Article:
The media environment is changing irrevocably, the ground shifting under our businesses’ feet. Call me a zealot or an alarmist, but here are five new trends we see that will probably reorder our world over the next few years. (There are other important big trends besides these, but everybody else is talking about those already.)
1) Search engines rule, and they will do so cross-platform. Occasionally, late at night, when I’ve been spending an hour or two thinking-by-Googling, I’ll try to follow up on an idea by pulling up a search page and typing in somebody’s name so I can talk to them, or a movie so I can see it there and then. In a few years, I will not need to stop myself and feel stupid when doing this; it will actually work. More of these other media will be Googlable on the net, but my web-based search engine will also control my digital video recorder or my iPod/cellphone, and deliver the goods over these other media.
- Traditional radio and TV “programming” (that is, the art of the programmer, the making of a flow from one show to the next, the identification of a channel with audience) will die for anybody who consumes media this way, and most people eventually will.
- Search engines (which may be located in your TiVo or your phone) will get all the ad revenue... Except for product placement, which goes digital.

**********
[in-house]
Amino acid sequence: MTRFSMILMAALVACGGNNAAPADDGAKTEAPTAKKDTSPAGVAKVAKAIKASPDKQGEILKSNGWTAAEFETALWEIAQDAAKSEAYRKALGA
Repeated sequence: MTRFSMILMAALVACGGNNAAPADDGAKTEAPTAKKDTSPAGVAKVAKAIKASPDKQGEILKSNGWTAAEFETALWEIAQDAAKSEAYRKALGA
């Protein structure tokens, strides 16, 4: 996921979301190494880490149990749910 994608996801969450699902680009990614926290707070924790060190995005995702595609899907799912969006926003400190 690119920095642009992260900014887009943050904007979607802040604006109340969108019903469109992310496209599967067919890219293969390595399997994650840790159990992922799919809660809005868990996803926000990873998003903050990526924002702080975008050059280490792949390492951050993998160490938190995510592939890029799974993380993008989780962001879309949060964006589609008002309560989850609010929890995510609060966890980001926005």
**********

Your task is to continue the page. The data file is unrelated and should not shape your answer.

- Search-engine based production rules, too. Media asset management (MAM) systems have long been a high-cost thing to implement, lately with costs tempered as technology companies have seen MAM as glue that sticks customers to their full systems approaches. But now that assets can bring in new revenue when resold to consumers, all archives will more rapidly be digitized, with more of that storage being online or “near-line.” And this will change production workflow yet again. And change the look of media projects as both professionals and consumers assemble more material from archives. And, of course, spur growth of online asset payment systems.
- Almost all traditional media become pay media, while new media become free. (This is kind of like that dictum of Nicholas Negroponte’s a decade ago, “Everything wired will go unwired, everything wireless will become wired.”) “Almost all,” in this case, because ad-supported broadcast is not going pay. See number 2.
2) National/trans-national channel fragmentation is over, but local channel fragmentation now begins. Sure, there may be a few more successful niche channels breaking nationally over the next few years, but that trend has gone about as far as it can. Meanwhile, TV stations will use their new digital frequency allocations to multiplex compressed channels. Since live local TV is a valuable and largely irreplaceable commodity, watch for some combination of all-news-and-local-events with national feeds. Watch for all sports with a similar concept. And why not an NBC or Fox movie channel, one that’s available both on broadcast and Internet stream? And why not a channel that supports interactive apps on the Internet such as gaming and shopping by broadcasting what is best broadcast and having those point-to-multipoint bits called up as needed by online two-way interactions? See number 4 below. Broadcast companies’ share prices go up and cable operators’ share prices go down.